In May 1938, the Air Corps was conducting one of its largest maneuvers ever. The goal was determine how well the Air Corps could protect the coastline of the United States from a hostile fleet. The maneuvers were large enough that they had considerable media attention. However, the Air Corps needed to do something that would truly make headlines. In a move that would have won the approval of Billy Mitchell, the Air Corps decided to intercept the Italian Liner SS Rex as it was traveling towards New York Harbor. Not only would they intercept the ship at long range, but they would bring along members of the press along to publicize the event. Using information on the speed and bearing of the SS Rex in addition to careful plotting, the Air Corps was sure they could locate the ship on the vast ocean. On the 12th of May, three B-17 bombers took off and began a long journey through inclement weather to the position where they predicted the Rex to be. Despite bad visibility, terrible weather, and errors in plotting, the bombers were able to intercept the Rex while it was still over 600 nautical miles from the US.
The interception of the SS Rex was another important milestone for airpower. It showed that aircraft could be used to conduct long range reconnaissance missions to detect enemy shipping. It also showed the aircraft could protect an area much larger than what was possible with naval ships and at a much cheaper cost. Lastly, it showed that aircraft were evolving from tactical weapons into potent strategic weapons.
Battle of Taranto (1940) / Attack on Pearl Harbor (1941)
The Attacks on Taranto and on Pearl Harbor were the third major milestone in air power. They were some of the first actions that naval air power started to show its true potential. Prior to these battles, the use of aircraft carriers was still being debated. Land based bombers were considered the better choice for conducting large scale attacks. Carrier aircraft were thought to be too few and too weak to cause lasting damage. The battles of Taranto and Pearl Harbor changed this method of thinking.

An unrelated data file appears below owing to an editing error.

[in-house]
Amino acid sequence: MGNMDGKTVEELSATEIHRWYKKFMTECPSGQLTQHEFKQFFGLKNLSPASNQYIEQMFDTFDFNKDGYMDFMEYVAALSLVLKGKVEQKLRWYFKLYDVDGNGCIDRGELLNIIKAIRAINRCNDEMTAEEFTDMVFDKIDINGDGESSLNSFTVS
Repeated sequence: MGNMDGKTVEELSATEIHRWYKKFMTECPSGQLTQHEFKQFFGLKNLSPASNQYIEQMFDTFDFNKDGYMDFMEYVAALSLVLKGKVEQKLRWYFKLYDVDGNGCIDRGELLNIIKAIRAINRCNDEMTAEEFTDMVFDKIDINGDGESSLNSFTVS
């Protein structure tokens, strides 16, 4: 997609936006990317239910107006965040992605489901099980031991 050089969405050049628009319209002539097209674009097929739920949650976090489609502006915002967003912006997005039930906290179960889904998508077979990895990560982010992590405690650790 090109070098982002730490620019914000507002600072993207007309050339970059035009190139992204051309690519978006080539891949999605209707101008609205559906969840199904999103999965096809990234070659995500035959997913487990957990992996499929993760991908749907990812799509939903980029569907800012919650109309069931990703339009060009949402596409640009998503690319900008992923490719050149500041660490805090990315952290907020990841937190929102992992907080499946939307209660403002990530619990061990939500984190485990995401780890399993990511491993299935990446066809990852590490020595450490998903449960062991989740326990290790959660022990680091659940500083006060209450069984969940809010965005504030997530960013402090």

In both battles, the attackers sought to eliminate enemy warships as part of a larger operation. The British hoped to eliminate a large portion of Italian strength from the Mediterranean sea while the Japanese wanted to eliminate any American retaliation in their conquest of the Pacific. Both attacks were carried out entirely by carrier aircraft. A Britain used a single carrier while the Japanese used a far stronger force of six aircraft carriers. Both attacks were surprise attacks that caught the defenders off guard. Most importantly, both attacks caught the enemy ships at harbor where they could do nothing to avoid the attackers.
Both attacks were successes. Half of the Italian capital ships were damaged and unusable. In the Pacific, the American battleship fleet was smashed and out of service for over a year. The attacks highlighted the strengths of aircraft carriers and displayed the increasingly vulnerability of the once almighty dreadnought. Following these attacks, nearly every other major naval battle involved aircraft carriers.
This milestone showed that aircraft carriers could allow for far greater flexibility than land based bombers. Carriers provided mobile airbases that allowed naval aircraft to attack on a global scale. Properly performed, a carrier strike could cause immense damage in a short amount of time and without any warning. Aircraft were now a dominant force in naval combat.
Attack on Force Z (1941)
Despite the lessons learned from Taranto and Pearl Harbor, some naval officers remained convinced that dreadnaughts would remain the primary power of the fleet. Ironically, even Japan clung to this belief as they launched the world’s largest battleships at the same time that their carrier forces were showing the vulnerability of battleships. A general thought was that Taranto and Pearl Harbor proved nothing as the attacked ships were stationary targets. It was thought that a warship, maneuvering and putting up a barrage of anti-aircraft fire, would greatly reduce the effectiveness of attacking aircraft. Indeed, up until this point, no capital ship had been sunk by aircraft while underway.